Photo: BJ Kirschhoffer
For polar bears, home is on the Arctic sea ice, where they hunt seals from a platform of ice.
Where do polar bears live?
Polar bears are forever linked to the Arctic sea ice, where they hunt their seal prey. The bears are found in five range states: the U.S. (Alaska), Canada, Russia, Greenland, and Norway (Svalbard). Scientists have divided them into 19 populations, some of which are shared by more than one country.
How big is their home range?
The sea ice is vast and ever-changing. That’s why a polar bear's home range can be enormous—far greater than that of other bears. The size of a polar bear's range depends on two main factors: the quality of the sea ice and the availability of their seal prey. Polar bears don’t have territories, partly because their sea ice habitat is always moving and changing with the seasons, expanding in winter, and retreating in summer.
The bears follow the changing ice in search of their prey. Polar bears in regions with less sea ice and fewer seals may travel farther and have longer fasting periods.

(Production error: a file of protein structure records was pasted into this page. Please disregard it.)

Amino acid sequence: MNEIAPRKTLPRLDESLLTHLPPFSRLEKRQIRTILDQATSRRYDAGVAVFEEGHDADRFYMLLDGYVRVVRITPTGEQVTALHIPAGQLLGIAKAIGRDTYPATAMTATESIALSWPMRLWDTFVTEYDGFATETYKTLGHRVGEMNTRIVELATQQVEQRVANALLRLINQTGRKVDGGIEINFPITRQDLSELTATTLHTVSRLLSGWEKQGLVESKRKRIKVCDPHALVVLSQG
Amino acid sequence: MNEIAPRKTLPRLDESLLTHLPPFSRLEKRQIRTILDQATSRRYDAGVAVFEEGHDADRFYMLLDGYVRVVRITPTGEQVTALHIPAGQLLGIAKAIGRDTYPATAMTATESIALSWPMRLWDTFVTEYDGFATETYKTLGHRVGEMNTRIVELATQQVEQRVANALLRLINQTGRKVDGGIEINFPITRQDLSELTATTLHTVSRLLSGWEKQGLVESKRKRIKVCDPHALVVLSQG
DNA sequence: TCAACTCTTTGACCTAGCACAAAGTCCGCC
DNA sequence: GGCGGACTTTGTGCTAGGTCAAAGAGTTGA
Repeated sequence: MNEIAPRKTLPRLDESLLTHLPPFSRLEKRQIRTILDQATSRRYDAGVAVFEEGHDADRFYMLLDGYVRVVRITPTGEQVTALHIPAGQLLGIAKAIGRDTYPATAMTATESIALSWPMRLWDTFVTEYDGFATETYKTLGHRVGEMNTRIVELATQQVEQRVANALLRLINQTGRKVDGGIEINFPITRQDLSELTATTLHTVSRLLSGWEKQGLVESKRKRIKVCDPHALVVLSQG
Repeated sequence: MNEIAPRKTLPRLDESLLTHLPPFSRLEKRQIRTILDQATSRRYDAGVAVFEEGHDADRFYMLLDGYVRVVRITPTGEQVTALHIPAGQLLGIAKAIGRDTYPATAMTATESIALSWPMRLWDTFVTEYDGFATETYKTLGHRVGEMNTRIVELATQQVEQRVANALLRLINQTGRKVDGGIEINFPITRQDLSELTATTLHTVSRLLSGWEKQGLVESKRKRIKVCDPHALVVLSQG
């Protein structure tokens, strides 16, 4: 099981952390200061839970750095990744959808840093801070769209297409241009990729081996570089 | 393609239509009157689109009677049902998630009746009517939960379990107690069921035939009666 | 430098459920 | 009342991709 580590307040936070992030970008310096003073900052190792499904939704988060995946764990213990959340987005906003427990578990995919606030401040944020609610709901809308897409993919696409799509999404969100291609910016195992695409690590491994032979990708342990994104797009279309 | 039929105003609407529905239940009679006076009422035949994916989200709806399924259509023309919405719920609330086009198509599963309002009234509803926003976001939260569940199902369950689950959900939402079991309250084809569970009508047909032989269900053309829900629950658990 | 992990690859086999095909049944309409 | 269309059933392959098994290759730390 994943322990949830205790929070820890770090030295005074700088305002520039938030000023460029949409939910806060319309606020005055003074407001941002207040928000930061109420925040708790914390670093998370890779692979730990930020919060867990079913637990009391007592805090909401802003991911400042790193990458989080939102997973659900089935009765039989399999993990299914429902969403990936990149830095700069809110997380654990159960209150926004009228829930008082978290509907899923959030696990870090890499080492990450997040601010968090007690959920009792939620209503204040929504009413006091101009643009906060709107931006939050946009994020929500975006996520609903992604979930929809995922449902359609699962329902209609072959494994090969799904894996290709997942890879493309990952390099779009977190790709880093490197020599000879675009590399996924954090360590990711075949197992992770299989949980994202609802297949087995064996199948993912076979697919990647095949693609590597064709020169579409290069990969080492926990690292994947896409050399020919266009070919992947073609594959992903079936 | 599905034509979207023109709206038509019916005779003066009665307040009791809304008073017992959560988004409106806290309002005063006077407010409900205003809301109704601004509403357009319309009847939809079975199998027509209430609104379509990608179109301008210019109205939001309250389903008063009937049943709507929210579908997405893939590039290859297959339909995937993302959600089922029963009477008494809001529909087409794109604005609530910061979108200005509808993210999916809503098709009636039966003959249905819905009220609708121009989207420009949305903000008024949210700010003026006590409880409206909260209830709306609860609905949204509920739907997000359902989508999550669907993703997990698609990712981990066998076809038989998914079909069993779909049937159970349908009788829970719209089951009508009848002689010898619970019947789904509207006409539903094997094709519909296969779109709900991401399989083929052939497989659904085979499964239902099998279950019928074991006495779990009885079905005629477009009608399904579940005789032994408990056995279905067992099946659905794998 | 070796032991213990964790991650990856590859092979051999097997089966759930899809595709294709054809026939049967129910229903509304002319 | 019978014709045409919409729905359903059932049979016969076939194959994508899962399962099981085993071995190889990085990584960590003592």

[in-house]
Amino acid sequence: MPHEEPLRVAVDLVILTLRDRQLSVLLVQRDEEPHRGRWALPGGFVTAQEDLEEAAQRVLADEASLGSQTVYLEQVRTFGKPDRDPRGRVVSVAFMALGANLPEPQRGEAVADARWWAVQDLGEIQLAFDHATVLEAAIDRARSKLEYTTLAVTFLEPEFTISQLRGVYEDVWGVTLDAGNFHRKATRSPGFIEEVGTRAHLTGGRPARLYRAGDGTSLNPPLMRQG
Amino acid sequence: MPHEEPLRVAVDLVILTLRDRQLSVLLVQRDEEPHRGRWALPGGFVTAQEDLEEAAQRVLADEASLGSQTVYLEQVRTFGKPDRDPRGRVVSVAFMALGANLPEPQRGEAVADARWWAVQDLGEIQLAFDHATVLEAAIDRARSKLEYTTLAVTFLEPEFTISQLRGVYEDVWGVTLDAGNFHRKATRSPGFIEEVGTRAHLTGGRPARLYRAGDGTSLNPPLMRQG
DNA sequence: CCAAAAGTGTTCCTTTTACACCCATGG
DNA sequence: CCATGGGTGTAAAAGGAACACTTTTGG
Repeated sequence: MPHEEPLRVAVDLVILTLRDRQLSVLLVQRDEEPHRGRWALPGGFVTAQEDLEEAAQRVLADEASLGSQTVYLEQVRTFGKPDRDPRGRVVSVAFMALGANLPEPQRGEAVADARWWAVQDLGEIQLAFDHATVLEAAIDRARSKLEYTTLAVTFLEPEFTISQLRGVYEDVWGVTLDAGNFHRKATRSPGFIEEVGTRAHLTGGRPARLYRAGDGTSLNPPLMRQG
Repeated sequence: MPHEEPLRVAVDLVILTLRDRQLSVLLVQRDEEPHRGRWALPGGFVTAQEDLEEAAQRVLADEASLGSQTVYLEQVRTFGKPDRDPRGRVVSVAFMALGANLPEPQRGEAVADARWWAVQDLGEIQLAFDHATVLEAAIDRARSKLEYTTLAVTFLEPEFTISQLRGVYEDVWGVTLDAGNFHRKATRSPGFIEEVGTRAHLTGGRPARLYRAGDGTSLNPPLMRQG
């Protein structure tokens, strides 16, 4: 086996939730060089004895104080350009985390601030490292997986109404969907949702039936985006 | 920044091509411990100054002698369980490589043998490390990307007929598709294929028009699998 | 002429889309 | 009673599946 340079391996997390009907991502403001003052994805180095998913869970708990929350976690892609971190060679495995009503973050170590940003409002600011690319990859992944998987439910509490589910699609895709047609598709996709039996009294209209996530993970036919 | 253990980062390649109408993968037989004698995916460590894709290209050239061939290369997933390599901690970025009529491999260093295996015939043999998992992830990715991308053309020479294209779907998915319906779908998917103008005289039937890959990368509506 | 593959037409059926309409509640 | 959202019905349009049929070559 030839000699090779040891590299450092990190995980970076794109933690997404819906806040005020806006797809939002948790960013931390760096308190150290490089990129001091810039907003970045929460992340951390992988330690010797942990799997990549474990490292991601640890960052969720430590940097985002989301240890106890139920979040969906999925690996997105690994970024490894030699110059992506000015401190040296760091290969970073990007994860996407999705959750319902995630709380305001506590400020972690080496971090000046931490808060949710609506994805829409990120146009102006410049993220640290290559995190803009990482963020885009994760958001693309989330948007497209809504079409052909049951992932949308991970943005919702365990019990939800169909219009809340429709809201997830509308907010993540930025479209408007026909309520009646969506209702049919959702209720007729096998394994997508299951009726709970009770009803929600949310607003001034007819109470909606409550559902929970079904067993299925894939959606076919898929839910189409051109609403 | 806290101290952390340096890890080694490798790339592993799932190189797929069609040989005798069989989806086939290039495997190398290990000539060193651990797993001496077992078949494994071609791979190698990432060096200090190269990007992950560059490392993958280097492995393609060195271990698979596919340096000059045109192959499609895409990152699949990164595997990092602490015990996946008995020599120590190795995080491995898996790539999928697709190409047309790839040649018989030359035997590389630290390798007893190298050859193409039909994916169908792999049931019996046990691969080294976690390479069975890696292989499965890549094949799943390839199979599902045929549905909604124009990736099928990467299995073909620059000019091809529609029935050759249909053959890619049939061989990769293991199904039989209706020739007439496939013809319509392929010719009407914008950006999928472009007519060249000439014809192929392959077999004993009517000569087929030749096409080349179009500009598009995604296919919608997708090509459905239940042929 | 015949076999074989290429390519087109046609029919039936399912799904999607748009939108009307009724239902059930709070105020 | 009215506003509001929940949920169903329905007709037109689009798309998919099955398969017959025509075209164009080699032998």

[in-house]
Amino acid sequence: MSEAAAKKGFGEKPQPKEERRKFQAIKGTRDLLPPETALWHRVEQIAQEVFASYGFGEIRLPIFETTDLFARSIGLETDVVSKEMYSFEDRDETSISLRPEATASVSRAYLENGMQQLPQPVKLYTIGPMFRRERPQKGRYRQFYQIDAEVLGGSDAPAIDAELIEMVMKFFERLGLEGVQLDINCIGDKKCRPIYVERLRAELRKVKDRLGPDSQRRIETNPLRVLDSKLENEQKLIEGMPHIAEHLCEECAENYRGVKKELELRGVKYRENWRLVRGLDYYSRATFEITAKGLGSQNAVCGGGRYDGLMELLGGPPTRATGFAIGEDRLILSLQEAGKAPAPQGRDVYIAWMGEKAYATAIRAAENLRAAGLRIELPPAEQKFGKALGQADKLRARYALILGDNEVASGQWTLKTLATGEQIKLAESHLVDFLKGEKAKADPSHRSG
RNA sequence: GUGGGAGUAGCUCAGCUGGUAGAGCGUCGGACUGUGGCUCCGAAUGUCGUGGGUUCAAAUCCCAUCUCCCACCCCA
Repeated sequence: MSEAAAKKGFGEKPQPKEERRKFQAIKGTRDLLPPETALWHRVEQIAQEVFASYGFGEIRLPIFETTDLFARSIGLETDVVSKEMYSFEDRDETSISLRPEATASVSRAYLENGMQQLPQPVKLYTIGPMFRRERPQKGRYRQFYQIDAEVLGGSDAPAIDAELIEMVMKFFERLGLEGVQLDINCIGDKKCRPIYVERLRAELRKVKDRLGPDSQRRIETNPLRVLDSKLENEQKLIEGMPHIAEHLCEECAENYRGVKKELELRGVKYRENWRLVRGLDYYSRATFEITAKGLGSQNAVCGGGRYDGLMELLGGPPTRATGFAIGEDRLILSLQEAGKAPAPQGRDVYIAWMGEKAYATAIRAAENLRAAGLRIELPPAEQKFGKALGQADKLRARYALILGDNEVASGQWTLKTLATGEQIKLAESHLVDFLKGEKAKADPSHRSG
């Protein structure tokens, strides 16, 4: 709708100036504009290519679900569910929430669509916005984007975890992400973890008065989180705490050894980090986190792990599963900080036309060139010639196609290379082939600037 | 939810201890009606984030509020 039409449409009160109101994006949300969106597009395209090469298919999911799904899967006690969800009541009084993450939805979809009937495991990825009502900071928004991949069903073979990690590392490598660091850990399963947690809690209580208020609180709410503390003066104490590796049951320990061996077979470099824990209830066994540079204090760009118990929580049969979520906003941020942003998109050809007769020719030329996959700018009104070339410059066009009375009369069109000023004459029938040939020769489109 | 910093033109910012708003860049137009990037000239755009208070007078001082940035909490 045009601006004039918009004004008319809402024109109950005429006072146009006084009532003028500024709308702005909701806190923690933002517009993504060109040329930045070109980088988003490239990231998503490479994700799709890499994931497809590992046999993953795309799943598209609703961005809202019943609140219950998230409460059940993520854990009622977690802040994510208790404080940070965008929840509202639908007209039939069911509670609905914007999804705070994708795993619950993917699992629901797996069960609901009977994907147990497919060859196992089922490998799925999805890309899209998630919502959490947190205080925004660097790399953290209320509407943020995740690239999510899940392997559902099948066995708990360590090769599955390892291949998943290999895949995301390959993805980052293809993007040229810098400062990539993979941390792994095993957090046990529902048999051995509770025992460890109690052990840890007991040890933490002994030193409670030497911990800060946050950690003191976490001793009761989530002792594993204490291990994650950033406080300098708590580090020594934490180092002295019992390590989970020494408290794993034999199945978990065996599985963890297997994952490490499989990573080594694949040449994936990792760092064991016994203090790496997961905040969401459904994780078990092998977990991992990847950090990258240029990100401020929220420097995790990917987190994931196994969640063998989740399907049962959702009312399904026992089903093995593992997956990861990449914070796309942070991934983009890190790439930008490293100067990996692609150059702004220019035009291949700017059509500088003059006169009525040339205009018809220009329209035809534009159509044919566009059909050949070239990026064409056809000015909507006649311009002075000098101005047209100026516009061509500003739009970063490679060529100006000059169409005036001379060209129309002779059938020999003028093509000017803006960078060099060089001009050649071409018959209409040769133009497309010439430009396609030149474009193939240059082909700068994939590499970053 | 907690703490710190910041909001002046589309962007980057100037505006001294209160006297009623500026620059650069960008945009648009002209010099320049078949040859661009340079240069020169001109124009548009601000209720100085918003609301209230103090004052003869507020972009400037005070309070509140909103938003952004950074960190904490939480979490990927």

Photo: Babiy Ulyana Vladimirovna
How far do they roam?
Scientists believe that most polar bears limit travel to home ranges of a few hundred km. However, they know of one satellite-tracked female that trekked 4,796 km —from Alaska's Prudhoe Bay to Greenland to Canada's Ellesmere Island and back to Greenland again!
Four Sea Ice Ecoregions
Polar bears rely on sea ice to hunt their seal prey. But not all sea ice is equal. Our chief scientist, Dr. Steven Amstrup, talks about the four sea ice habitats where polar bears roam—and why some sea ice is better for the bears than others.
Why does it help to divide the Arctic ice into ecoregions?
It allows scientists to make informed estimates about how a population is faring, based on the health and condition of well-studied populations within the same region or across various regions. It’s the best tool for making comparisons.
Photo: BJ Kirschhoffer
Getting Around the Arctic
Polar bears are natural travelers. They are well known for their slow, plodding gait. They walk at a pace of about 5-6 km per hour. Females with small cubs walk more slowly, about 2.5-4 km per hour.
Polar bears can gallop as fast as a horse over short distances but quickly overheat.
Walking bears use 13 times more energy than resting bears. This partly explains their preference for still-hunting, which usually involves a long, patient wait for a seal to surface at a breathing hole in the sea ice.
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